Brazil likely to raise interest rates again, signal more hikes
By Alonso Soto
BRASILIA, April 2 (Reuters) - Brazil will likely raise interest rates for the ninth straight time on Wednesday, aiming to tame a surge in food prices that threatens to push inflation through the official target ceiling in an electoral year.
All 62 economists polled by Reuters expect the central bank to raise its benchmark Selic rate by 25 basis points to 11 percent -- what would be the highest level in more than two years.
After signaling at its last rate decision that monetary tightening was nearly done, the central bank's monetary policy committee, known as Copom, changed tack and hinted of more hikes to ease rising inflation risks.
A severe drought in Brazil's southeast has raised the prices of food items like meat and tomatoes, rekindling inflationary pressures that could hit the popularity of President Dilma Rousseff as she prepares to run for re-election in October.
"We believe the Copom will leave the door open for another hike or a no-move in the subsequent meeting, a decision that will likely depend on upcoming inflation data," economists with Banco Itau Unibanco said in a research note, which predicts a 25-basis-point hike later on Wednesday.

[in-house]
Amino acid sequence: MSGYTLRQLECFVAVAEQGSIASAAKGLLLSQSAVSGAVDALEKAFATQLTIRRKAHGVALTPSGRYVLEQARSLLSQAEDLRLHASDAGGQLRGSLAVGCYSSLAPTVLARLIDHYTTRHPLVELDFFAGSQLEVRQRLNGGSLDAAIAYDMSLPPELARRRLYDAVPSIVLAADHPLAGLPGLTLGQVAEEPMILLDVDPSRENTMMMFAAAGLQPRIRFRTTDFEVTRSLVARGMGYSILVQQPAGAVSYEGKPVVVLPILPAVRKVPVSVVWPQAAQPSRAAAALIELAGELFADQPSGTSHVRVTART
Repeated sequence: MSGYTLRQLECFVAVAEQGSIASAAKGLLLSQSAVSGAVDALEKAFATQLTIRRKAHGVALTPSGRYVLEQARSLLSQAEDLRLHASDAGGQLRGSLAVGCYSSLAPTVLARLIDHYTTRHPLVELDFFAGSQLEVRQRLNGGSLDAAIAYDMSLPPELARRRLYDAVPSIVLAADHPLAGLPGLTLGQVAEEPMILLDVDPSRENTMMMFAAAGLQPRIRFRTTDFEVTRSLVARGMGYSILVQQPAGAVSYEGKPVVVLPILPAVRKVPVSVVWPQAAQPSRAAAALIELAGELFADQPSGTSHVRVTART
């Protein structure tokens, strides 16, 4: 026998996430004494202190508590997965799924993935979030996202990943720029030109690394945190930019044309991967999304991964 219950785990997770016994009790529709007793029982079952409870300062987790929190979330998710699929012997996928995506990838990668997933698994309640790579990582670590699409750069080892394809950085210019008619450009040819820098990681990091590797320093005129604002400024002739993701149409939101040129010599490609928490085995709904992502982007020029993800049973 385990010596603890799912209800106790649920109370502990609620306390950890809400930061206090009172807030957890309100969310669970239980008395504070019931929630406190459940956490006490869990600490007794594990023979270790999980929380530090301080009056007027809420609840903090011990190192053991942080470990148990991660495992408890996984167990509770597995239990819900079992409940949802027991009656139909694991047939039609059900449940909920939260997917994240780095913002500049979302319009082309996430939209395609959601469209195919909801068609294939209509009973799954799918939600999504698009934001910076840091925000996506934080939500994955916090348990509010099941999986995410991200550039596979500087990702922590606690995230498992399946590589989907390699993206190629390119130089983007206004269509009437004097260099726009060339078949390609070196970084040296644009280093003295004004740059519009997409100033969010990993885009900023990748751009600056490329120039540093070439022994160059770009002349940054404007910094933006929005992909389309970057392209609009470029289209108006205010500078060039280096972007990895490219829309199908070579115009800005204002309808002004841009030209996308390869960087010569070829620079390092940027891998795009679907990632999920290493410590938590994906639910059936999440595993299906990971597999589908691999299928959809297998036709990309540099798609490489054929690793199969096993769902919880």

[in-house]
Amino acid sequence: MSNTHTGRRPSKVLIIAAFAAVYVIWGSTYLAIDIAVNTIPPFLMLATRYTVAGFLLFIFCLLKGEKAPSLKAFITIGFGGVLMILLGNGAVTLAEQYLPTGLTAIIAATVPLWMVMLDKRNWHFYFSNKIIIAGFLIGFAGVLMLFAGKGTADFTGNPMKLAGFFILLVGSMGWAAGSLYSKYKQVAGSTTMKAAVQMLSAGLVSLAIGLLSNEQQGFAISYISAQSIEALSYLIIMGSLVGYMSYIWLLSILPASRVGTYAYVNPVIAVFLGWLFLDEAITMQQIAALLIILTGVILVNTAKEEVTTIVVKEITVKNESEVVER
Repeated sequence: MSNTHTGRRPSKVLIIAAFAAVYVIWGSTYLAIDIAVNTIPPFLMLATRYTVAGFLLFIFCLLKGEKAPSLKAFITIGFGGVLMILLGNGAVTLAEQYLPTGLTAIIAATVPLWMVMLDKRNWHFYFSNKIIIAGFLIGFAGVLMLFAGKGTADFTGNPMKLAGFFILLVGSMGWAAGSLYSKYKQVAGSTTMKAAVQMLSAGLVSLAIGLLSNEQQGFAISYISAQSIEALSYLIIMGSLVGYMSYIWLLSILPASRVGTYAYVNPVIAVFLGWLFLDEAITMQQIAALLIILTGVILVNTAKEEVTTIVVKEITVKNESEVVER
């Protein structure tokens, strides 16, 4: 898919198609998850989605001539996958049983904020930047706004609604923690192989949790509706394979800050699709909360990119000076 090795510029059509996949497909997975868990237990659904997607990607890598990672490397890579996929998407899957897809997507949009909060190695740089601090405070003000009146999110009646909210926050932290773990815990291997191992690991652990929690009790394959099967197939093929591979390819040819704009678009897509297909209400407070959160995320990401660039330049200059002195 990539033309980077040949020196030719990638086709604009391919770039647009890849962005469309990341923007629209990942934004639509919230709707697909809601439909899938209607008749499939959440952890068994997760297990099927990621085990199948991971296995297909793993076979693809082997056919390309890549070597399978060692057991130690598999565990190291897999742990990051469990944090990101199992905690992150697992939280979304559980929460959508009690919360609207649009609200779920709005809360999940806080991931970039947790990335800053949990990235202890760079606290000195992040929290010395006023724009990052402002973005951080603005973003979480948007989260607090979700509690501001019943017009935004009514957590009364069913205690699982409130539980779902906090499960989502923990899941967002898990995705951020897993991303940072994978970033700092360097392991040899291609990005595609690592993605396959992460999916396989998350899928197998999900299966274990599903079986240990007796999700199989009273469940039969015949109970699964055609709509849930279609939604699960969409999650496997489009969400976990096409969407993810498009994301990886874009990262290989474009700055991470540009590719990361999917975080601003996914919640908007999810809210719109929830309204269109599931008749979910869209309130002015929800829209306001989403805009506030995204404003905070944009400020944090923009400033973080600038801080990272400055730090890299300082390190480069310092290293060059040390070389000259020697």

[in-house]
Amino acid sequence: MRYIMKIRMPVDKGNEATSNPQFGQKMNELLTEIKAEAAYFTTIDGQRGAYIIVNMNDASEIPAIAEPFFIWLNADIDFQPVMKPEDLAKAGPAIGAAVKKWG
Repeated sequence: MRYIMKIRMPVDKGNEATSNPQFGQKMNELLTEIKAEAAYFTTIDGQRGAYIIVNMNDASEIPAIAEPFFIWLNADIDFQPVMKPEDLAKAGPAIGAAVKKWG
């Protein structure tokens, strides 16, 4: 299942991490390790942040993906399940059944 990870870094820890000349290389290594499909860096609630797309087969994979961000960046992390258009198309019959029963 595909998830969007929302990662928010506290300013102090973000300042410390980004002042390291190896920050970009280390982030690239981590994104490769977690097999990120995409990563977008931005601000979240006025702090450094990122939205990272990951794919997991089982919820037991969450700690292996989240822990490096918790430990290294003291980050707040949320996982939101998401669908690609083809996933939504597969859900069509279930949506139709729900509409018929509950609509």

The mix of low economic growth and high inflation was one reason behind Standard and Poor's decision to cut Brazil's rating closer to junk territory last week.
Brazilian Central Bank President Alexandre Tombini has warned that policymakers will act to limit the effects of the food inflation spike, which he believes to be temporary.
Higher food prices pushed inflation to 5.90 percent in the 12 months to mid-March, at the upper end of the official target range of between 2.5 to 6.5 percent. Continuación...